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MINI REVIEW article

Front. Oncol., 21 December 2015 | https://doi.org/10.3389/fonc.2015.00293

Cap-Independent Translation in Hematological Malignancies

imageEmilie Horvilleur, imageLindsay A. Wilson, imageAmandine Bastide, imageDavid Piñeiro, imageTuija A. A. Pöyry and imageAnne E. Willis*
  • Medical Research Council Toxicology Unit, Leicester, UK

Hematological malignancies are a heterogeneous group of diseases deriving from blood cells progenitors. Although many genes involved in blood cancers contain internal ribosome entry sites (IRESes), there has been only few studies focusing on the role of cap-independent translation in leukemia and lymphomas. Expression of IRES trans-acting factors can also be altered, and interestingly, BCL-ABL1 fusion protein expressed from “Philadelphia” chromosome, found in some types of leukemia, regulates several of them. A mechanism involving c-Myc IRES and cap-independent translation and leading to resistance to chemotherapy in multiple myeloma emphasize the contribution of cap-independent translation in blood cancers and the need for more work to be done to clarify the roles of known IRESes in pathology and response to chemotherapeutics.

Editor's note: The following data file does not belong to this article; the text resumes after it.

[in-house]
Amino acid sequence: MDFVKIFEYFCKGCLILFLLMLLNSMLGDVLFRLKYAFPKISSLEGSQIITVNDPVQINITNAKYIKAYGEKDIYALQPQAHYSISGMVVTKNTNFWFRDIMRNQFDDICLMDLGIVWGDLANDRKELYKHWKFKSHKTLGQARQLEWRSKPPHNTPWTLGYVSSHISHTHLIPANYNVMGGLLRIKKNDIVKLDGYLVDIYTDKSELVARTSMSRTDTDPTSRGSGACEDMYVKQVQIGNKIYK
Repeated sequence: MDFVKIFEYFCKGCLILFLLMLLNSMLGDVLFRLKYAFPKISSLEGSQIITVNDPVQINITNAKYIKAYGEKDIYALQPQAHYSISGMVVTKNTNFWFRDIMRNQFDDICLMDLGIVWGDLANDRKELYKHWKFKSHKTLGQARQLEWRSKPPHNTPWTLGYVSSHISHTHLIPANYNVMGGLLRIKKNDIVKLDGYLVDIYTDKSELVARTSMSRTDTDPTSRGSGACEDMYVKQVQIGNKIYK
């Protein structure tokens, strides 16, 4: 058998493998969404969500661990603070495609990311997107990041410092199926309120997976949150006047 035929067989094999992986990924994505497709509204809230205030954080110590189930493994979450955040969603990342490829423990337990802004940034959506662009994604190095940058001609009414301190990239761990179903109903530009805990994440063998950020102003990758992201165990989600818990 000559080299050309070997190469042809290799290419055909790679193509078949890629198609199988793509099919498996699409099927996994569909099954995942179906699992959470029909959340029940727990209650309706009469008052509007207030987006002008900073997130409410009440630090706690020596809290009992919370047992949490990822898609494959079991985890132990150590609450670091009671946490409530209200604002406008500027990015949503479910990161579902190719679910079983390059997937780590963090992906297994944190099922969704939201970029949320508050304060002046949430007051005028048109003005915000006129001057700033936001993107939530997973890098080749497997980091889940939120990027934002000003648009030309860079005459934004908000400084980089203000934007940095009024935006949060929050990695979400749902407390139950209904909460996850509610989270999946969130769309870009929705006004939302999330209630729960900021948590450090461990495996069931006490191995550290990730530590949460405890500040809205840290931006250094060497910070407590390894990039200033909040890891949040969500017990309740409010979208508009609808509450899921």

Introduction

Hematopoietic malignancies, here referred to as blood cancers, are the fourth most diagnosed cancer type in the world. In 2012, they had an estimated incidence of almost one million per year (6.5% of all cancers diagnosed) and an estimated mortality of over half a million, thus being responsible for ~6.9% of all cancer deaths (1). Hematopoietic malignancies can be classed as three broad groups: lymphomas which form tumors in the lymph nodes; leukemia cells that accumulate in the blood; and myelomas which are cancers of plasmocytes. Blood cancers result from genetic alterations in the hematopoietic lineage, leading to uncontrolled proliferation and/or resistance to apoptosis.